Lightning and high winds have been keeping Halstead firefighters on their toes as crews expand mop-up of the 48-day-old forest fire that has reached 151,200 acres, mostly in Custer County. The fire north of Stanley was 40 percent contained by Tuesday.
“These winds will be testing our containment lines in place. We’re keeping a real close eye on them,” said Mark Regan, an incident spokesman in Stanley.
He explained that as rehabilitation crews work on cleanup, the response to spot fires, some caused by lightning over the weekend, has been a high priority. “Lightning starts have been popping up. Our goal is to keep it small and put it out.”
In addition to protecting structures, electrical power line workers have been successfully protecting Salmon River Electric Cooperative Inc. infrastructure between Sunbeam and Stanley. Some of the power lines were in the fire as it made its way to the Salmon River at Yankee Fork and Sunbeam, but workers were able to save power poles in the fire zone, said Rick Leuzinger, operations manager for the electrical co-op.
“A lot of those were helicopter-set poles. It is difficult terrain,” Leuzinger said, adding that the co-op regularly replaces wooden poles with steel as woodpeckers take their toll. “(Co-op workers) grubbed out the brush and the grass and did fall some trees that were beetle-killed. The work certainly helped.”
Power was returned to the Bradley Memorial Boy Scout Camp Friday. The electric co-op had de-energized lines serving three customers near Banner Summit, Leuzinger said. “Power was out at the scout camp for about a month. The (firefighters) asked that the line be shut off so they could work safely to fight the fire there.”
Difficult-to-reach power poles and islands of unburned fuel that might still ignite in the fire zone continue to add concern as firefighters stay on task until cooler, wetter weather cooperates with the effort to extinguish the forest fire.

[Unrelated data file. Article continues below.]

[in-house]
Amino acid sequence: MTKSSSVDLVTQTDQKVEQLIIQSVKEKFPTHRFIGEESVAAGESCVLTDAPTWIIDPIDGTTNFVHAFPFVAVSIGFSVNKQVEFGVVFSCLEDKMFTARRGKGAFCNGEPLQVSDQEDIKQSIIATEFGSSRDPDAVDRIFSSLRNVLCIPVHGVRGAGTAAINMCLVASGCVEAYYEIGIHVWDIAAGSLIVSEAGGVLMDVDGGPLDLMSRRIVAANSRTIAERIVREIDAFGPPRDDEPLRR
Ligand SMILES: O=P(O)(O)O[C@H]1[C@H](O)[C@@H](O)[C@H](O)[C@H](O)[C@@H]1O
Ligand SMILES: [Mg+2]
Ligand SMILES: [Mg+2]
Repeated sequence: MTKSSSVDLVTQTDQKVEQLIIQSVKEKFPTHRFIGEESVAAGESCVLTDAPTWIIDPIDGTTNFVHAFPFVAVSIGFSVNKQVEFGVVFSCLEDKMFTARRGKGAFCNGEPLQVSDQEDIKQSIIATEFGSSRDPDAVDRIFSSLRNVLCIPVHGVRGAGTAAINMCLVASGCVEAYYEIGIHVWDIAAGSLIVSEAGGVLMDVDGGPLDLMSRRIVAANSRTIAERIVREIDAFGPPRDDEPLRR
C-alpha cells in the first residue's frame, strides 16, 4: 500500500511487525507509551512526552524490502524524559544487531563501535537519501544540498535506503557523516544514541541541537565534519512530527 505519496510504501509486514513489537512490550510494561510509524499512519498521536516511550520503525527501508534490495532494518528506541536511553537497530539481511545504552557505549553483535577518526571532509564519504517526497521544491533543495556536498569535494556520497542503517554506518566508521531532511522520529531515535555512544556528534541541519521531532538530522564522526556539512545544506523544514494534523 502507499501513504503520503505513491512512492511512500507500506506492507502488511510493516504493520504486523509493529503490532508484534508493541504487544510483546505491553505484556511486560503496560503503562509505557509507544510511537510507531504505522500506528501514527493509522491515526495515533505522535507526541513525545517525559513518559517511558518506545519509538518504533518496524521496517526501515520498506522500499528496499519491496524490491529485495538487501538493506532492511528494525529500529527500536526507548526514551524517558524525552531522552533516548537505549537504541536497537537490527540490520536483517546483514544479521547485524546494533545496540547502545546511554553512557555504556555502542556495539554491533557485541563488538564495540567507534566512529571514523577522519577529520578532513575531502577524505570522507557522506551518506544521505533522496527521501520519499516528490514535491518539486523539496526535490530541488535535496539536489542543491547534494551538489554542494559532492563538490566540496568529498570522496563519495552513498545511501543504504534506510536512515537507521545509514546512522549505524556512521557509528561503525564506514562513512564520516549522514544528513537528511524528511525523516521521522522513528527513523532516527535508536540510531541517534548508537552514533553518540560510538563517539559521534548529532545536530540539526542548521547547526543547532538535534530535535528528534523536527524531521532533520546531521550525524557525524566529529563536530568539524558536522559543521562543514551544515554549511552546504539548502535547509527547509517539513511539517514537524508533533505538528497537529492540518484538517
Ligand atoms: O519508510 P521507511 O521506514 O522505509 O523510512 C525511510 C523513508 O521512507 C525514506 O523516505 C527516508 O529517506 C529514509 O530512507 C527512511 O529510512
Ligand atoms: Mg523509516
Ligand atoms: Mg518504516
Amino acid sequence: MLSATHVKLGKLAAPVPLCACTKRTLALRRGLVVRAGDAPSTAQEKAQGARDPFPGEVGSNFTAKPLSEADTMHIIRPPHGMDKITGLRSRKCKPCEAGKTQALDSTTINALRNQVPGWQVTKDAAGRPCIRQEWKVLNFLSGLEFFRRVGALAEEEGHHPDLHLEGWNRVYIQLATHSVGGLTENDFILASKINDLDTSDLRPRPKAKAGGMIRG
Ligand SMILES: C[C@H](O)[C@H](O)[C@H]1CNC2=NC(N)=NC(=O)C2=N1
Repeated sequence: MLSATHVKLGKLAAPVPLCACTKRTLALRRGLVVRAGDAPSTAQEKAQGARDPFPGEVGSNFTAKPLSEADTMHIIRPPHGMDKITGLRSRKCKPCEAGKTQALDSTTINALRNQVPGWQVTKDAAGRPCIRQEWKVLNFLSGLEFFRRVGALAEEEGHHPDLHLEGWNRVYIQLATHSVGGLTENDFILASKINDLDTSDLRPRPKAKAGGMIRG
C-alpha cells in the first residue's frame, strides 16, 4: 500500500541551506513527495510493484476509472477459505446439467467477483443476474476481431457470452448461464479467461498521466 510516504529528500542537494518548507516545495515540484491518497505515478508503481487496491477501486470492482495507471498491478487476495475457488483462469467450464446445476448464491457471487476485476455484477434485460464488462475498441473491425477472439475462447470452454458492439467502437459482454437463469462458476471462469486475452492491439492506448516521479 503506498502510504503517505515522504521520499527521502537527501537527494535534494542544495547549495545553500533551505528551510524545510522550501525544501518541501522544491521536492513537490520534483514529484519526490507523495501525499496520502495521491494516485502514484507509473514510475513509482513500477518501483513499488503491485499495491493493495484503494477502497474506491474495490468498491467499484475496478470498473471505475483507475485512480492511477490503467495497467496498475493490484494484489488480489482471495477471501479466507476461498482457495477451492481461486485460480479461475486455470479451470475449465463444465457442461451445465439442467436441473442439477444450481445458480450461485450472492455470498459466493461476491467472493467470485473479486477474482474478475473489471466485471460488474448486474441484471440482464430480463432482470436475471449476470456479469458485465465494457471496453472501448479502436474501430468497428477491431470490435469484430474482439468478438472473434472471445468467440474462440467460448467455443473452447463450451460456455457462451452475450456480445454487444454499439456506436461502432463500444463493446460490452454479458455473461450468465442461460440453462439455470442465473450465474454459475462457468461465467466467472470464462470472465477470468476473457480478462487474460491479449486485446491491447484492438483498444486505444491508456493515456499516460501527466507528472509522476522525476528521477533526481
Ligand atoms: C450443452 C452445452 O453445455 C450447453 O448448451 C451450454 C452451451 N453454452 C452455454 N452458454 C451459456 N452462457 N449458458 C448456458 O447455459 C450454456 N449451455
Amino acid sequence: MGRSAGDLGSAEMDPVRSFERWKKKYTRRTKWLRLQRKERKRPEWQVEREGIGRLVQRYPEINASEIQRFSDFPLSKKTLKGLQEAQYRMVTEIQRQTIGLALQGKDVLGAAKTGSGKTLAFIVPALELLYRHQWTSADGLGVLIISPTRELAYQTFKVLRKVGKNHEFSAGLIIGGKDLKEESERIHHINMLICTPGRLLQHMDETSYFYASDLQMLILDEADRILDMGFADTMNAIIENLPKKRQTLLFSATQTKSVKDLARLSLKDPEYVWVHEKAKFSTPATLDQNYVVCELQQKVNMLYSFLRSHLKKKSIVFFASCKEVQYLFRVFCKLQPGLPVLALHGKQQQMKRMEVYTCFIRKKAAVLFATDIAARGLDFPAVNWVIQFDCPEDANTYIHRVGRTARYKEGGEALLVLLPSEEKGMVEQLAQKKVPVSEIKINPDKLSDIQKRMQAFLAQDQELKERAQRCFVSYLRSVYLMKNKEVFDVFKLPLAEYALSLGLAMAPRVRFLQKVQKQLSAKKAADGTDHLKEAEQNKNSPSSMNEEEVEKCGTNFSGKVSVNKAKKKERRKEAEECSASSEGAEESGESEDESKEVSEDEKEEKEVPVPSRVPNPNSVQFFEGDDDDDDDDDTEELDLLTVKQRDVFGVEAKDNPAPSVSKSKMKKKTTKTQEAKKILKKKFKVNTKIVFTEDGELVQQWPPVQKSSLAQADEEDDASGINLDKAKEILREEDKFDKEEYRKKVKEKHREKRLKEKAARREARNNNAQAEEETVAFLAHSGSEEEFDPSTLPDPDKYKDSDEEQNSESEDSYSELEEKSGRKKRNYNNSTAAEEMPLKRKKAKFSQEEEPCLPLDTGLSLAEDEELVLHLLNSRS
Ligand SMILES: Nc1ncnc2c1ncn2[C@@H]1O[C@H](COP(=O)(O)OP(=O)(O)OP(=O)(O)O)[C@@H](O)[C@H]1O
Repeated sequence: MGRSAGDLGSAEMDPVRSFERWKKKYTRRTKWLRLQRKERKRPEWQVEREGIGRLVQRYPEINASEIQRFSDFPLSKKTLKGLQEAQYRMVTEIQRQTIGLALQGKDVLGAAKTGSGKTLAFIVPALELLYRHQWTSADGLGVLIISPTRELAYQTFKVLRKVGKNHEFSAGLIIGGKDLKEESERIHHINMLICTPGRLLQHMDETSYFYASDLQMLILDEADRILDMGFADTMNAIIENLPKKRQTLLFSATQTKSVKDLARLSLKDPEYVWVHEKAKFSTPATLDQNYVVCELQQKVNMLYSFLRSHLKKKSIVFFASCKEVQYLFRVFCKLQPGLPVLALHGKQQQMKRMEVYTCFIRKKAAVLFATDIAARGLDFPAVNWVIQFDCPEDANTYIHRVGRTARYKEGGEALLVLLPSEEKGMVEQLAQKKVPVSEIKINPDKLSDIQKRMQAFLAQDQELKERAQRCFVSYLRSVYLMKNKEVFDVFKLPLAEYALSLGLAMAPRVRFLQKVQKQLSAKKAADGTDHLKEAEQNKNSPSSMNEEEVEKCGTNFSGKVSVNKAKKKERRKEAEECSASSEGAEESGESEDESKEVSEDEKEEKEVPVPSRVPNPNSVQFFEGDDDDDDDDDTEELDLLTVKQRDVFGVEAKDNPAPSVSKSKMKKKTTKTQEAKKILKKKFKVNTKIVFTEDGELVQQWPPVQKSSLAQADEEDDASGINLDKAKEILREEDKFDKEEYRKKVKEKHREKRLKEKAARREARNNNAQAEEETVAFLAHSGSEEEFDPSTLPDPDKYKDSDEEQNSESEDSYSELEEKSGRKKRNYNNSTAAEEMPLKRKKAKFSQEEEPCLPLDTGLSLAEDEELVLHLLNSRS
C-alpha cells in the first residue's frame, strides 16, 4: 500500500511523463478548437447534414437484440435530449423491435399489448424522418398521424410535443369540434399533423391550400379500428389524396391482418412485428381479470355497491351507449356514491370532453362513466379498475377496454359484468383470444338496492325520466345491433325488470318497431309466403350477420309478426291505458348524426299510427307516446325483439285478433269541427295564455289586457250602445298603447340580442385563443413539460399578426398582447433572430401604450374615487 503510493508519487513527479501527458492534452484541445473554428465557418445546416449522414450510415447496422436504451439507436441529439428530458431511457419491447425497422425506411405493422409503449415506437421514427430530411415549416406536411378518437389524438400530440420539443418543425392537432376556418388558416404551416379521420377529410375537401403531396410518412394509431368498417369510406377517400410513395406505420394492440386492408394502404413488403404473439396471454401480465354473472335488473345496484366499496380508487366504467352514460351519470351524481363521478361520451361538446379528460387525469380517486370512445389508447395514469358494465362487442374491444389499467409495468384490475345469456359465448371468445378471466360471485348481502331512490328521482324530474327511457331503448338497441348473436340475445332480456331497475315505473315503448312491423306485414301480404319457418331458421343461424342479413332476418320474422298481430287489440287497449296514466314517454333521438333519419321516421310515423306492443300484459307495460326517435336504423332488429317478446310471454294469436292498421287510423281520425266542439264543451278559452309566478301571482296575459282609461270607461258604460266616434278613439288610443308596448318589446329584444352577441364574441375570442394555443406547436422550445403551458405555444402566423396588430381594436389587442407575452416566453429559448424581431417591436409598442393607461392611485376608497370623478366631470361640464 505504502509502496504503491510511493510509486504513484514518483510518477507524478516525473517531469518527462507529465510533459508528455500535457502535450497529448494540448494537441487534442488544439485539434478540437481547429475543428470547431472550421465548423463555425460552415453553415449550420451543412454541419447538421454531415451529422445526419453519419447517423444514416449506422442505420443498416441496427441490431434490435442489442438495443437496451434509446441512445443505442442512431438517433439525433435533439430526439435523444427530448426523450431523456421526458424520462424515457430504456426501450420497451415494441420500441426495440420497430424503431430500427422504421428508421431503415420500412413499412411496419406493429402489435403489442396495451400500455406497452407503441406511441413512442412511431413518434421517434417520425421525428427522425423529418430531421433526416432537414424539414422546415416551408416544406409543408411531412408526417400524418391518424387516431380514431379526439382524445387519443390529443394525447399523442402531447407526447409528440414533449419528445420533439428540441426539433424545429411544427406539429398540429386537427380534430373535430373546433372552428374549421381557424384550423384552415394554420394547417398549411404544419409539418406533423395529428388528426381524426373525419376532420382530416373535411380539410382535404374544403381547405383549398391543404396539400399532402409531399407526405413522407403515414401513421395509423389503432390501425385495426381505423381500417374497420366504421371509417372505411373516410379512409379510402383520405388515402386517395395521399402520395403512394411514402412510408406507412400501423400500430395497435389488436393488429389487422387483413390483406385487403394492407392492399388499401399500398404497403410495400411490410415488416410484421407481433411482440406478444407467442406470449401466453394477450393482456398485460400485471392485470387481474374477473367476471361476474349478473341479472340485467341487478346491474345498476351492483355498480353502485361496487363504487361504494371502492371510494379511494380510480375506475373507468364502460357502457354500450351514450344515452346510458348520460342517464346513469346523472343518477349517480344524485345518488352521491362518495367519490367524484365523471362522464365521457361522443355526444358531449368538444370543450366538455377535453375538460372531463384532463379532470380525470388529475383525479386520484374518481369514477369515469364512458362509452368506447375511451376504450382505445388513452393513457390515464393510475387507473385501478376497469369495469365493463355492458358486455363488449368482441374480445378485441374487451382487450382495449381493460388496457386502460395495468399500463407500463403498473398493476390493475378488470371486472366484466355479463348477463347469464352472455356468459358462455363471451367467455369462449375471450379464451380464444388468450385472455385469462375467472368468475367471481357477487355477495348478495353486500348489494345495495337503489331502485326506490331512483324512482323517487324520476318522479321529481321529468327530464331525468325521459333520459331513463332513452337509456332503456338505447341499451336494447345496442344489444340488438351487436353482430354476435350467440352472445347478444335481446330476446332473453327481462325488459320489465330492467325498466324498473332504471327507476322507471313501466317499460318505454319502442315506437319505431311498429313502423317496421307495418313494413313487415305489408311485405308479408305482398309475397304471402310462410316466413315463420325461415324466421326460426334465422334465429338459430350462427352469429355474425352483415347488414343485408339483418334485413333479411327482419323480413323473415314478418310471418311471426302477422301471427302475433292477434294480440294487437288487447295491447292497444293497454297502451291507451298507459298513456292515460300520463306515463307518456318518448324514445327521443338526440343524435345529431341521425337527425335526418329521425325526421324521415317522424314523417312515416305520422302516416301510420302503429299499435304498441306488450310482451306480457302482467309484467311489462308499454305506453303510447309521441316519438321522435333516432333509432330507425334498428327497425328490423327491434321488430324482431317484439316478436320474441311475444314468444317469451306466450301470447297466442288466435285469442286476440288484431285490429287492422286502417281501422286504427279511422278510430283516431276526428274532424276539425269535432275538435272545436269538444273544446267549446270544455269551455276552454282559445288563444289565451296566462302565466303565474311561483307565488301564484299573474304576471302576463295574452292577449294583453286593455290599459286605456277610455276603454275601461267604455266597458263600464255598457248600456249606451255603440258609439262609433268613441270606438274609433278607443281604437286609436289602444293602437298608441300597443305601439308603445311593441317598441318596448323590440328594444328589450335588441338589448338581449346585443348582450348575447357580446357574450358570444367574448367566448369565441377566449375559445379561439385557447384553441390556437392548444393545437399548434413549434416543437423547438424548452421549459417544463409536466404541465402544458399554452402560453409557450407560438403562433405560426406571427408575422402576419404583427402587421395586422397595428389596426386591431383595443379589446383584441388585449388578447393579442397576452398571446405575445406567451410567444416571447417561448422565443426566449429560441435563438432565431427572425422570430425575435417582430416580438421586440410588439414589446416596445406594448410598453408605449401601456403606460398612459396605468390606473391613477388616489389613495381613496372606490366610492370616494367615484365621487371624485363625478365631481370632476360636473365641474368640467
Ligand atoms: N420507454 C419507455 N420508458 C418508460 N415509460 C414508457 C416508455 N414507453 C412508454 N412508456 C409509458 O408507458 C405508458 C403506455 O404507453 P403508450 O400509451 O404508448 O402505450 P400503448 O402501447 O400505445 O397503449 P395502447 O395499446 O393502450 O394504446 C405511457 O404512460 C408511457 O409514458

“The threat coming to our corridor is quite slim now,” Leuzinger said, hopeful that more moisture is on the way.
Fire picking up with winds can still cause fire to cross containment lines, however, Regan said. “Embers are still a cause for concern.”
Infra-red data collected during nightly flights over the fire shows that there are still dozens of hotspots to watch carefully.
In the Lemhi Valley there are standing evacuation orders related to the ever-increasing Mustang Complex fire, which has grown to 289,974 acres. It grew by 8,000 acres from Monday to Tuesday. People have been evacuated from Quartz Creek to Gibbonsville. Officials have requested that drivers minimize use of U.S. Highway 93 as the fire continues to get closer to the roadway. No homes have been destroyed by the fire, according to the multi-agency InciWeb database.
“We have had some people staying at the church, but they have found other housing,” said Tommie Palmer, a volunteer at Salmon Valley Baptist Church in Salmon. “We have an environmental alert—no one who works outdoors should exert themselves. It is very smoky today (Tuesday) and has been for a number of days.”
“Idaho Power line crews are assigned to protect power lines where possible and make repairs if poles are damaged,” said Idaho Power spokeswoman Lynette Berriochoa. “The same challenges that firefighters face, like steep terrain and dry, heavy fuels, also make access difficult for Idaho Power’s line crews.”
By Monday the Mustang Fire was less than two miles from Highway 93 in some places and officials warned that the fire could still move quickly. Residents were advised to “leave immediately to avoid being caught in fire, smoke or road congestion.”
Residents were also asked to stop or call the Red Cross shelter at the Salmon Valley Baptist Church when leaving the area so officials could account for all residents. Meals, showers and cots are being provided free of charge. Highway 93 remains open, although delays can be expected due to fire traffic and smoke.
The Trinity Ridge fire has been beaten back from Featherville and most inhabited areas in the 146,545-acre fire zone have been deemed safe. Tuesday, the road to Atlanta via Edna Creek was closed to all traffic in both directions from 9 a.m. until a heavy equipment convoy had exited the area. By Monday containment reached 64 percent with about 444 people still fighting the fire.
“There are pockets of unburned fuels that could torch out from time to time,” said Gil Knight, an information officer sponsored by the Superior National Forest, who was assigned to the team fighting the fire. “The crews are continuing to make good progress in rehabilitation and removing hazard trees within the perimeter. With rehabilitation we try and make the area as readily able to recover as we can.”
Of the 52 fires listed in Idaho on InciWeb, 12 have been categorized as inactive. For information on road status, contact the Idaho Department of Transportation can be reached at 511 or www.511.idaho.gov.